He launched a cycling-goods import business with his friend Lee Katz.

"He shoved the business and the warehouse up his nose," Katz said, referring to what Neel acknowledges was a freebase cocaine problem.

Neel's marriage fell apart.

"He's a good coach, but that's it," his ex-wife Lauren Sweezy said.

And he drove away family members who had sought to help him.

"He was a terror to be around," said his brother Larry Neel.

Neel got help back to his feet from cycling impresario Tom Ritchey, who's since also sponsored the personal redemption of 1970s champion and convicted child molester Jonathan Boyer.

 Ritchey gave Neel a job developing a dealer network for Ritchey bicycles. His job in a bike business inhabited largely by ex-jocks allowed him to refresh his contacts with bike-racing team managers.

By 1985, Neel coached 7-Eleven team captain Andrew Hampsten to a tactically-artful stage win in the Giro di Italia.

And in 1988, Neel nurtured Hampsten to one of the most storied victories in sport, where Hampsten endured a sleet-smothered ride over the Gavia Pass, taking enough time to eventually put him in the Giro di Italia's pink winner's jersey.

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Prior to Andy Hampsten's legendary 1988 Gavia Pass stage, Neel rubbed his riders legs with heat-sealing Vaseline, "like English Channel swimmers did." And he bought special ski caps and gloves the night before.
By 1989, the year after Hampsten's Giro win, Neel was making $90,000 per year, and was featured on increasingly-frequent television  cycling broadcasts as the soft-spoken, multi-lingual master-schemer behind the 7-Eleven stores-sponsored America's Team.

In the 2004 book "L.A. Confidentiel: Les secrets de Lance Armstrong," anti-doping journalist David Walsh wrote that, despite Neel's own recreational-drug-abusing past, the 7-Eleven coach ran one of the European peleton's rare non-doping teams.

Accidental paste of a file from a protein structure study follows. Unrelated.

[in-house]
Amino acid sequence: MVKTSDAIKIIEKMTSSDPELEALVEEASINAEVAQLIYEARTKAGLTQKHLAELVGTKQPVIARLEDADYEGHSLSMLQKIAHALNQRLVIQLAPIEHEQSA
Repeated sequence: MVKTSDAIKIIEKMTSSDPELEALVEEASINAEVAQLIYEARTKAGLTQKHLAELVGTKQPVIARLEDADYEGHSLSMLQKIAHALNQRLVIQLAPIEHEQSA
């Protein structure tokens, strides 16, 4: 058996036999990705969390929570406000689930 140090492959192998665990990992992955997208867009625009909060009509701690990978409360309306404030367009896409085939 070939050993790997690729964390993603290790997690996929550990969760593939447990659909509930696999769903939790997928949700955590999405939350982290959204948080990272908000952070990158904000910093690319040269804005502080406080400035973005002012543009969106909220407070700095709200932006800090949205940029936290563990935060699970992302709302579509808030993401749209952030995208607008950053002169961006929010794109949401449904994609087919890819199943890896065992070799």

"Neel managed an irreproachable medical program that reflected their conception of the sport," wrote Walsh, a writer famed for publicly indicting riders he believes to have doped.

During a 1989 cross-Europe drive between races, Neel was put into a coma by a car crash. 

The resulting brain damage meant he couldn't handle the demands of team management. He ended up working construction, and by his own admission behaving erratically, before eventually getting his bearings back and signing up to coach a series of second and third tier cycling teams.

Those jobs became successively less viable. 

A strong US based team sponsored by the Spago restaurant chain fell apart during the early 1990s with riders purportedly stiffed of salaries. He later coached a women's team sponsored by Timex, and a regional men's team sponsored by the Sierra Nevada Brewery.
[Adversisement]

Now, according to talented Northern California journalist Gary Boulanger, author of the Nov. 2012 Pro Cycling article, Neel isn't coaching these days. He's getting by on occasional  construction jobs, and any other mountain money-making enterprises he can conjure. Given ample downtime, Neel rides a seven-year-old Belgian-branded bicycle every day, Boulanger writes.

Perhaps it's an apropos life for a man once famed for coaching a successful squad of "knackers." 

After Neel's Spago debacle, he went back to his home in Siskiyou County and spent a good part of the year going on 100 mile bike rides, despite the fact his family was broke.

Zabriskie, in his USADA testimony describes going on bike rides and later achieving success at racing as an exhilarating escape from a troubled home life. Armstrong so resented his no-show father that he instructed relatives on his dad's side to never contact him. It's possible to imagine that Armstrong's life, too, started to seem better once his brain was deprived of oxygen during five-hour rides.

There's something noble, even beautiful, about the fact cycling attracts and uplifts people with such needs. 

It shouldn't be a surprise, though, that some cycling veterans later-life rides are swiped with existential road rash.

[ And please remember -- buy a Gobha hat! ]